Colletotrichum dematium (Pers. ex Fr.) Grove
Spongy dry rot is a fungus disease of little importance on apples today. It is distributed principally along the eastern seaboard and in the midwest. It usually affects only fallen fruits. The disease is rare on the market.
Rot spots are brown at first but darken as they enlarge. They may coalesce to form black sunken areas, 1/2 to 1 inch or more in diameter, which eventually become roughened by the fruiting bodies of the fungus. The decay, especially when advanced, resembles black rot but is firmer, drier, and more uniformly black throughout.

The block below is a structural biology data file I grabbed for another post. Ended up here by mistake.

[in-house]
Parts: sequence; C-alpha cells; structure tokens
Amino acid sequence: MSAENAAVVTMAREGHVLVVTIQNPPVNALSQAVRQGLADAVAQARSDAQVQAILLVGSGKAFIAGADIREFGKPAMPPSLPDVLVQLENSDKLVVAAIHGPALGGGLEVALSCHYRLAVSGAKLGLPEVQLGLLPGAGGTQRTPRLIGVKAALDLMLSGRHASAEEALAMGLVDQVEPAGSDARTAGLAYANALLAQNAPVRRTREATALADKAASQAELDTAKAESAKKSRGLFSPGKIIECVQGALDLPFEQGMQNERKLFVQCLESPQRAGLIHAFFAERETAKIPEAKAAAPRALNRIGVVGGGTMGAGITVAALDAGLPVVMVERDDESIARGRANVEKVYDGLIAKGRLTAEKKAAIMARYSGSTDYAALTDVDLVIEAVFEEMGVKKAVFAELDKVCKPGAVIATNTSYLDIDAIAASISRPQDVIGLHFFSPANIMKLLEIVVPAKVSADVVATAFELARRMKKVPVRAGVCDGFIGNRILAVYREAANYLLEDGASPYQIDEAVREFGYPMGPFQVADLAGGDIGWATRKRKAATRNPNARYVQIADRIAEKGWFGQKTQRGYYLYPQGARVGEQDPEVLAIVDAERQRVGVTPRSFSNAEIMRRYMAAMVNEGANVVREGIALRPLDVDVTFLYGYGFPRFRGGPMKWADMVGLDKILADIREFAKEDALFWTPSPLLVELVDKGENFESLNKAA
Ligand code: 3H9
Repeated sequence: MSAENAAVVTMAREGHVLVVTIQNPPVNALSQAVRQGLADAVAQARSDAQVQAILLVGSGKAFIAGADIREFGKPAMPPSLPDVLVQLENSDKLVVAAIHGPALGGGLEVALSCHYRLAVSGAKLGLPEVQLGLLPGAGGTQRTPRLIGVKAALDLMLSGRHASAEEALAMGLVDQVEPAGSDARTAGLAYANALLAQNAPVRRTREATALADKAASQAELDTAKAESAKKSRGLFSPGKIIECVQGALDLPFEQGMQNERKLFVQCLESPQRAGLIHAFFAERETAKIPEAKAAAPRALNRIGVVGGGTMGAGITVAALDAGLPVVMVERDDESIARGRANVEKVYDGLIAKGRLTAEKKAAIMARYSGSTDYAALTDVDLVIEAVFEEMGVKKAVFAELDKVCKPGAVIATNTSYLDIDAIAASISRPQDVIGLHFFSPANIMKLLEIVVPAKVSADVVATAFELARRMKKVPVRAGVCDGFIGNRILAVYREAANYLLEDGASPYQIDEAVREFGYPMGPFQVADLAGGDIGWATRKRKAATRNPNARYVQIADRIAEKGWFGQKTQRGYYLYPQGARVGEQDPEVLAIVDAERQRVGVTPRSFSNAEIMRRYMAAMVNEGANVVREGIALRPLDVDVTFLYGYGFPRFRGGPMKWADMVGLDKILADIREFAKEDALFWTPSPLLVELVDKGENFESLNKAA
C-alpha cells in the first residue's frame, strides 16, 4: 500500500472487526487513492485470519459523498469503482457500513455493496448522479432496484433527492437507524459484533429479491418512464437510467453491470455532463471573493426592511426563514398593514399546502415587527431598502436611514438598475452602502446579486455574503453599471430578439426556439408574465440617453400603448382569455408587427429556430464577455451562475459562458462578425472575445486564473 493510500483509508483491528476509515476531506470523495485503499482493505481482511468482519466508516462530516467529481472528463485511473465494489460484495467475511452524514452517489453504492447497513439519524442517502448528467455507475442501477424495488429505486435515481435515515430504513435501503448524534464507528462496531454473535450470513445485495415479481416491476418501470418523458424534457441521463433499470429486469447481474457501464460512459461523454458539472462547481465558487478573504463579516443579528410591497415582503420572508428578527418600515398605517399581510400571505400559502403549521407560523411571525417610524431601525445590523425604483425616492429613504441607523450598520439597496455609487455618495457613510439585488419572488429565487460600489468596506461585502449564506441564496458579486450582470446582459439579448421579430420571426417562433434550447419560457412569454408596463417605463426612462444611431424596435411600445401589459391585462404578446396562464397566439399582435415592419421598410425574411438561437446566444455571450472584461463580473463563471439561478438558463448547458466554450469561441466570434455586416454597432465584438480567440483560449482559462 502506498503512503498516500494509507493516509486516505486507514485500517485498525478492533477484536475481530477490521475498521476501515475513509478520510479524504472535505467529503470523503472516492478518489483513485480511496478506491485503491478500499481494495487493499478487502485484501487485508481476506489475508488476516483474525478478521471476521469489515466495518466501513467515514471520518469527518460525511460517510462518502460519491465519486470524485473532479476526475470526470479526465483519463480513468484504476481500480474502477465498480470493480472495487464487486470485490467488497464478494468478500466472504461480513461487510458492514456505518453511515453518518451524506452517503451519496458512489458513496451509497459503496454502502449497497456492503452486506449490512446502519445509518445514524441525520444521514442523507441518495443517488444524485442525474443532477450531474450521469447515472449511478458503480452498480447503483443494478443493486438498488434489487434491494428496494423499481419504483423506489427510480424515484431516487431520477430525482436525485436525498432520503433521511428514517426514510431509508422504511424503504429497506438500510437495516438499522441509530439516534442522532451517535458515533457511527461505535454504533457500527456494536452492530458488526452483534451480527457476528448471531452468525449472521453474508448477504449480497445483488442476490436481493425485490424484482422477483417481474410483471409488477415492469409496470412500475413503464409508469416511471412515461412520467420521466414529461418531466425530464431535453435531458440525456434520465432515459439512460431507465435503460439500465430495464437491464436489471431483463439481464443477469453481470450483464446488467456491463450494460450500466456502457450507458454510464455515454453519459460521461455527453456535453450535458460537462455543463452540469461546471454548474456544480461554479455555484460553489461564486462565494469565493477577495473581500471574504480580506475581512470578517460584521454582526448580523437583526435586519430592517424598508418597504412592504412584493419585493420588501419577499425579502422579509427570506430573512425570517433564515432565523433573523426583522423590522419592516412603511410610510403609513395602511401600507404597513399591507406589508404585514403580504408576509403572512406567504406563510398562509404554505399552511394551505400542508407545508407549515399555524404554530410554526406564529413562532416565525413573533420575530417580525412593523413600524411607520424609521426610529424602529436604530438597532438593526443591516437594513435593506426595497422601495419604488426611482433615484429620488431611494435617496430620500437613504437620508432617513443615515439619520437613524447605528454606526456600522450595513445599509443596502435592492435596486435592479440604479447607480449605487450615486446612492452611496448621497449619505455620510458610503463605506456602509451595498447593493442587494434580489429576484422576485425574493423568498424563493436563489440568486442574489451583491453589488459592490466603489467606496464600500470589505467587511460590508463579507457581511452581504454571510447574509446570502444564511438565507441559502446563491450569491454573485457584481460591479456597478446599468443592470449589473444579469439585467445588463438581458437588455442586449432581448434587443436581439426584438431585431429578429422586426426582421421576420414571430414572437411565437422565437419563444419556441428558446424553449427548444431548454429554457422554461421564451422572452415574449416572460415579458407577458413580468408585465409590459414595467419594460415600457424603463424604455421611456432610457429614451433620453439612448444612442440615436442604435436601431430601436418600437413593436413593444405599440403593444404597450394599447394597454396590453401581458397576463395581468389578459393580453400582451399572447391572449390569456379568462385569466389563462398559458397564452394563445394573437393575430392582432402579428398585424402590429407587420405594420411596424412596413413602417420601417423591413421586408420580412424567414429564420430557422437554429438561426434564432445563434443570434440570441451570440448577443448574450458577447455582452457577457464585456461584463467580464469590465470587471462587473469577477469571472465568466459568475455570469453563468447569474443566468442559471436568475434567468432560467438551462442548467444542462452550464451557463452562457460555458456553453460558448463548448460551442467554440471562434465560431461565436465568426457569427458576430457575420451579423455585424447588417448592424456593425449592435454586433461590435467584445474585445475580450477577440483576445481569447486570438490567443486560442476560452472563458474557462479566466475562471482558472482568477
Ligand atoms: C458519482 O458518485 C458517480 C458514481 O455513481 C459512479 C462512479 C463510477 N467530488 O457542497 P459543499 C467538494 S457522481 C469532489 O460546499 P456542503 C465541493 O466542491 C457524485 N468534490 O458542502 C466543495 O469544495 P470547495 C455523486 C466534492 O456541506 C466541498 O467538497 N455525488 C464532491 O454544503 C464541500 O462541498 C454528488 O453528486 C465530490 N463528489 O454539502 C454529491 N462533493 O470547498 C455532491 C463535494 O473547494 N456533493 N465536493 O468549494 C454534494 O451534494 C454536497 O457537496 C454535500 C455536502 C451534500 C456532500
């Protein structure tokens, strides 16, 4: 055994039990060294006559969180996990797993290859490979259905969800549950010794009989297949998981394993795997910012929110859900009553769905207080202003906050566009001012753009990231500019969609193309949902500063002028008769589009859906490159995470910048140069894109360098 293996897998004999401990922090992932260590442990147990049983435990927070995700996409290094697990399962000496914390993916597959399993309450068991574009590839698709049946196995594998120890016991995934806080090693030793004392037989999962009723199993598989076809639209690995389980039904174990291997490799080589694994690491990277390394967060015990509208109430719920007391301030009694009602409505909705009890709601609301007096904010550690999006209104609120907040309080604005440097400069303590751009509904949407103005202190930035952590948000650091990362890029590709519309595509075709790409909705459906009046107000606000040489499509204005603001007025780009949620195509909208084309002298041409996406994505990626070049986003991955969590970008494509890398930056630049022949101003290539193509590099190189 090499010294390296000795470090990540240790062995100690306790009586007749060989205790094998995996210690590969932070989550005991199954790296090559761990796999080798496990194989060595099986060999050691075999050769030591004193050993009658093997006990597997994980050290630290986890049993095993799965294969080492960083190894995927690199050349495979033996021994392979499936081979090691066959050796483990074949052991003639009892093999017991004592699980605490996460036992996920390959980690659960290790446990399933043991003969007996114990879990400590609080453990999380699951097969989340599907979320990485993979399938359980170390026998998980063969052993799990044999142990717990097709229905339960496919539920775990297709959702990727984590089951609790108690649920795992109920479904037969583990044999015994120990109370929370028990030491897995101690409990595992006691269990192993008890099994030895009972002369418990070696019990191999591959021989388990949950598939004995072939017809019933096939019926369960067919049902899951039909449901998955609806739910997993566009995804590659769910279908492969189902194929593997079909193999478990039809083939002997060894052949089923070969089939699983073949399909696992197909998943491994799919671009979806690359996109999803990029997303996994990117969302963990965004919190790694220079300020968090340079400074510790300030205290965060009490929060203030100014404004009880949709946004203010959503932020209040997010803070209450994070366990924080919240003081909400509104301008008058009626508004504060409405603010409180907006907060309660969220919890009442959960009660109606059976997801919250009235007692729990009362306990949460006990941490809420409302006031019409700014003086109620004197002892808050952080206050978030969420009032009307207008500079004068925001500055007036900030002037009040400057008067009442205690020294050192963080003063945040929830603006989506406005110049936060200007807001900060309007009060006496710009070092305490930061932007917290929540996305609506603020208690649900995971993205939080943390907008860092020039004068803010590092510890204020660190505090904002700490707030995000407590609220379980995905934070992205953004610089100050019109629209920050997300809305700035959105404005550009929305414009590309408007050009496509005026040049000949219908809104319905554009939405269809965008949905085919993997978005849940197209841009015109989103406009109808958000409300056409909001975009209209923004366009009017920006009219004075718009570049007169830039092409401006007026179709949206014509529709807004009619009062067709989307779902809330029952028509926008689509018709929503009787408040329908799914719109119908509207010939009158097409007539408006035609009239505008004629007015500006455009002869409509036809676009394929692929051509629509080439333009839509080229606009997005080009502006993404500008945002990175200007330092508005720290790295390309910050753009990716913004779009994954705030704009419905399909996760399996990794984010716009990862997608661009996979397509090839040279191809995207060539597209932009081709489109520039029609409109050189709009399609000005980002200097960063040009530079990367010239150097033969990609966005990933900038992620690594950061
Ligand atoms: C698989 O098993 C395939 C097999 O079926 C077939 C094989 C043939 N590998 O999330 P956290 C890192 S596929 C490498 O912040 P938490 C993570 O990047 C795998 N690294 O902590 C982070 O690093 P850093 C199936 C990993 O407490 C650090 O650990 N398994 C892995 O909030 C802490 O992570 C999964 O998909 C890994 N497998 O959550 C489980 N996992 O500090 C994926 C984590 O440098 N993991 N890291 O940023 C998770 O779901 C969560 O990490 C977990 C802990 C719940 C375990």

The causal fungus grows very slowly at low temperatures and apparently cannot penetrate the uninjured skin of apples.
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